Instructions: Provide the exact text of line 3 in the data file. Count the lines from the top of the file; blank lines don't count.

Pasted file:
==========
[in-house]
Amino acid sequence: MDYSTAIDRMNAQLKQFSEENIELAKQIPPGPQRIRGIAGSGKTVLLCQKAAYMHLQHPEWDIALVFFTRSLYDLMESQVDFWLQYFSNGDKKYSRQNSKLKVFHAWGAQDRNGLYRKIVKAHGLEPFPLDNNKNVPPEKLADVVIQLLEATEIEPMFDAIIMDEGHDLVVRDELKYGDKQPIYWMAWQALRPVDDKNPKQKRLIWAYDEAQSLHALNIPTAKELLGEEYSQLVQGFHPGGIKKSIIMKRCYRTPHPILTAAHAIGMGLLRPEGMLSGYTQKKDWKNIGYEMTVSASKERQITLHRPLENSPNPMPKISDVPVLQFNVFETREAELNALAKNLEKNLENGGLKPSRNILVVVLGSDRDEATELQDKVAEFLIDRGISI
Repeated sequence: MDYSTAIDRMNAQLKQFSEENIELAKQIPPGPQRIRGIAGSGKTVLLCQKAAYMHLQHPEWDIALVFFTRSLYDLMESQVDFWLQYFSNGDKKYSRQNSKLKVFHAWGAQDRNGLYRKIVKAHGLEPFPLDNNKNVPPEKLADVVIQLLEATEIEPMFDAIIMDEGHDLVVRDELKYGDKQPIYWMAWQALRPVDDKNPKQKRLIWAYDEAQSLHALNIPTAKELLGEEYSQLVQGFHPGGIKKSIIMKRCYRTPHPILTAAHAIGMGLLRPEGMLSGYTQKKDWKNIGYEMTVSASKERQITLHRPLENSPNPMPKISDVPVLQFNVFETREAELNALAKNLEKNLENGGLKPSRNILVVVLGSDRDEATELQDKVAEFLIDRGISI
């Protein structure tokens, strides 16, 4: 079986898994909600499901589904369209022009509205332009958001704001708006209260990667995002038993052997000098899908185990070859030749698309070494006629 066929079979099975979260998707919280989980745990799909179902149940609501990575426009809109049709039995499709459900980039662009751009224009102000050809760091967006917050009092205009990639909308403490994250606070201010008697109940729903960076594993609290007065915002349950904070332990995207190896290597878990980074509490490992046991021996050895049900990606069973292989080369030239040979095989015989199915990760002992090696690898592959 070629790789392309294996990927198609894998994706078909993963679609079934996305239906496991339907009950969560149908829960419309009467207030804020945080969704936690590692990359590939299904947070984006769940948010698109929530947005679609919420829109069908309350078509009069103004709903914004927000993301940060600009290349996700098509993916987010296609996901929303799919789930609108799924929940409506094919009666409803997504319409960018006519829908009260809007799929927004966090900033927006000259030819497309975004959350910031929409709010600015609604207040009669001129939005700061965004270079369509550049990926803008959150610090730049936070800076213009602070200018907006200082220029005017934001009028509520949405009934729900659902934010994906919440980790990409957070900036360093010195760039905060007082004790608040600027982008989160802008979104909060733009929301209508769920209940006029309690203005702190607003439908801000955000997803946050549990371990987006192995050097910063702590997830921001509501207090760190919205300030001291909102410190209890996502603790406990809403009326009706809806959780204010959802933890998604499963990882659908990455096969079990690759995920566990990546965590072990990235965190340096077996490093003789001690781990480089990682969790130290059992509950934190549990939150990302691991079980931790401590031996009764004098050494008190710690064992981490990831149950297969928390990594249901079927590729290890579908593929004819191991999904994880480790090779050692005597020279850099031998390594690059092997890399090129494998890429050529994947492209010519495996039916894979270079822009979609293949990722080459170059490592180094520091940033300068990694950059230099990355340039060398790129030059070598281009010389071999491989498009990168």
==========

Repeated sequence: MDYSTAIDRMNAQLKQFSEENIELAKQIPPGPQRIRGIAGSGKTVLLCQKAAYMHLQHPEWDIALVFFTRSLYDLMESQVDFWLQYFSNGDKKYSRQNSKLKVFHAWGAQDRNGLYRKIVKAHGLEPFPLDNNKNVPPEKLADVVIQLLEATEIEPMFDAIIMDEGHDLVVRDELKYGDKQPIYWMAWQALRPVDDKNPKQKRLIWAYDEAQSLHALNIPTAKELLGEEYSQLVQGFHPGGIKKSIIMKRCYRTPHPILTAAHAIGMGLLRPEGMLSGYTQKKDWKNIGYEMTVSASKERQITLHRPLENSPNPMPKISDVPVLQFNVFETREAELNALAKNLEKNLENGGLKPSRNILVVVLGSDRDEATELQDKVAEFLIDRGISI